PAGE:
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Prepping a Pizza Stone

Question:

I've got the stone nice and hot....prepped to 500 degrees and pre-heated. What should I do in terms of prepping it for the pizza? Just throw it on? Toss on a little cornmeal?

I just don't want it to stick.

Thanks.

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  1. It will stick unless you use cornmeal. My kid doesn't like the coarse grind, so I use a finer one. Make sure the pizza doesn't stick to your peel PRIOR to taking it to the stone (just shake it a bit to make sure it moves easily).

    2 Replies
    1. re: Claudette

      I use cornmeal on my peel, but I should keep adding it to the stone as well...just tossing a little on before I drop the pie? That's the way I do it now, but I wanted to confirm.

      1. re: Rob Howden

        No need to put anything directly on the stone....if you can slide the dough off the peel and the stone is hot, it won't stick to the stone. Flour works just as well as cornmeal, in my experience. If you're unsure, test the release qualities of your stone with a patted-out piece of plain dough. It will adhere initially, but will lift right off as it cooks. I cook pita, naan, lavash, and other flatbreads directly on my stone and have never had any stick (no cornmeal, no excessive flouring needed).

    2. I usually throw a little cornmeal down on the prep surface where I am making the pie; when you lift it with the peel, the cornmeal will adhere to the dough underneath. I find that if you put the cornmeal directly on the stone by itself, it burns. (For a really great crust, if you have the time, try allowing it to stay in the fridge for the second rise.)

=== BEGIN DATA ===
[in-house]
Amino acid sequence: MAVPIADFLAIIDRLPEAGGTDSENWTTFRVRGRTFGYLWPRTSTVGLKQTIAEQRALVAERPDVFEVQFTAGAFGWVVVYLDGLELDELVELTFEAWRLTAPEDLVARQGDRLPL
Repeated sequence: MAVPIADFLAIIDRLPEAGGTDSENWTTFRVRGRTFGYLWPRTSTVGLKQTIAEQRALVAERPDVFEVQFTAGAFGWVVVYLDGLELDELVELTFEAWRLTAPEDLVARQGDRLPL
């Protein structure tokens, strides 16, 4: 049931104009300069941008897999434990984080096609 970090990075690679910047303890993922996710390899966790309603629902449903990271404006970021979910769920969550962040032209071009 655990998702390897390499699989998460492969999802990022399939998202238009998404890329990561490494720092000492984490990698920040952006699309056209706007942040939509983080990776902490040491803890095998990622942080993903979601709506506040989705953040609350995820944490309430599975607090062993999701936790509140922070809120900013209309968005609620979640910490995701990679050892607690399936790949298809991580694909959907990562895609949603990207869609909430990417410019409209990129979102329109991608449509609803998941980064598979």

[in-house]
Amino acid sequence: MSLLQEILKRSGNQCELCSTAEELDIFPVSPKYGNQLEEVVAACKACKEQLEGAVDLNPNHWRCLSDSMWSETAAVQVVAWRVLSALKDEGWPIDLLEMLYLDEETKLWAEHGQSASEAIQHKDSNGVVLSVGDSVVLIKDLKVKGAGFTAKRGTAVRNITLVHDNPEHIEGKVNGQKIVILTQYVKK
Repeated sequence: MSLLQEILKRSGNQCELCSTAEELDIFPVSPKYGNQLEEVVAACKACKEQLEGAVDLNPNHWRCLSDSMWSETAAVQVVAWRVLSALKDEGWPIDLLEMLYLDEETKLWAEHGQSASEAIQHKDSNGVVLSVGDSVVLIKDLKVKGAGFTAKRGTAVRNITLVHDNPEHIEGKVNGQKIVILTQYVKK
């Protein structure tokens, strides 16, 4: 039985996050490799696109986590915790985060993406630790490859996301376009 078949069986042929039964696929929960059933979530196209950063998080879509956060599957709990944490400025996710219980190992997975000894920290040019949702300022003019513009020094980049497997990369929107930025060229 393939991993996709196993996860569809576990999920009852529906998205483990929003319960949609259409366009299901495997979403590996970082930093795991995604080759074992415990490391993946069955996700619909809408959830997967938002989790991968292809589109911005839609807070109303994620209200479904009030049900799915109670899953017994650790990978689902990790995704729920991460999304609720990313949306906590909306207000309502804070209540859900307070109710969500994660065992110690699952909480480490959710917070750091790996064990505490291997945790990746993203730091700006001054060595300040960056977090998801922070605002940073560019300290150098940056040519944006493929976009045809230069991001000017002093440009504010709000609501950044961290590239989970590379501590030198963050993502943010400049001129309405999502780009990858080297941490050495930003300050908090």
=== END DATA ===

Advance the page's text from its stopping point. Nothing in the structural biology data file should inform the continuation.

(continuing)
fayefood.com

      1. this time, i'd use the cornmeal on the stone, but if you keep the stone in the oven and cook some oily stuff on it (like bruschetta or butter-topped bread) it will develop its own non-stick surface in time, similar to cast iron. it will darken the stone but it is desirable-- don't try to clean it off the stone.

        3 Replies
        1. re: soupkitten

          I have never had a crust even attempt to stick on a bare stone. If your ovens hot enough it shouldn't. However, 9 times out of 10 I use parchment. It works fantastic. No need for cornmeal at all.

          -Becca
          www.porterhouse.typepad.com

          1. re: Becca Porter

            if the stone is hot, the crust will bake, not stick. in my experience, if the unbaked pizza doesn't stick on the pizza peel, you're good to go!

            1. re: Becca Porter

              I've recently started using parchment paper instead of cornmeal. Less messy, works like a charm.

          2. The problem is the pizza sticking to the peel not the stone. To eliminate this problem and never have to worry about using flour or cornmeal on your peel (which is a mess, burns in the oven, and adds nothing to the taste of the crust), I bought a Super-Peel. A little more expensive than a regular peel but, if you do a lot of baking, a worthwhile investment.
            http://www.superpeel.com/

            1. Can you use a large porcelain or ceramic tile instead of a "proper" pizza stone?

              3 Replies
              1. re: soula12

                Check this thread at pizzamaking.com http://www.pizzamaking.com/forum/inde...
                This site can answer any and all questions relating to pizza.

                1. re: soula12

                  If the porcelain or ceramic is unglazed, it will probably work. Glazed pottery doesn't have the moisture-absorbing qualities of the unglazed stuff....this porosity is what makes the crust crispy.

                  1. re: Hungry Celeste

                    plus many decorative glazes are not food-safe, containing lead etc. using unglazed works great though.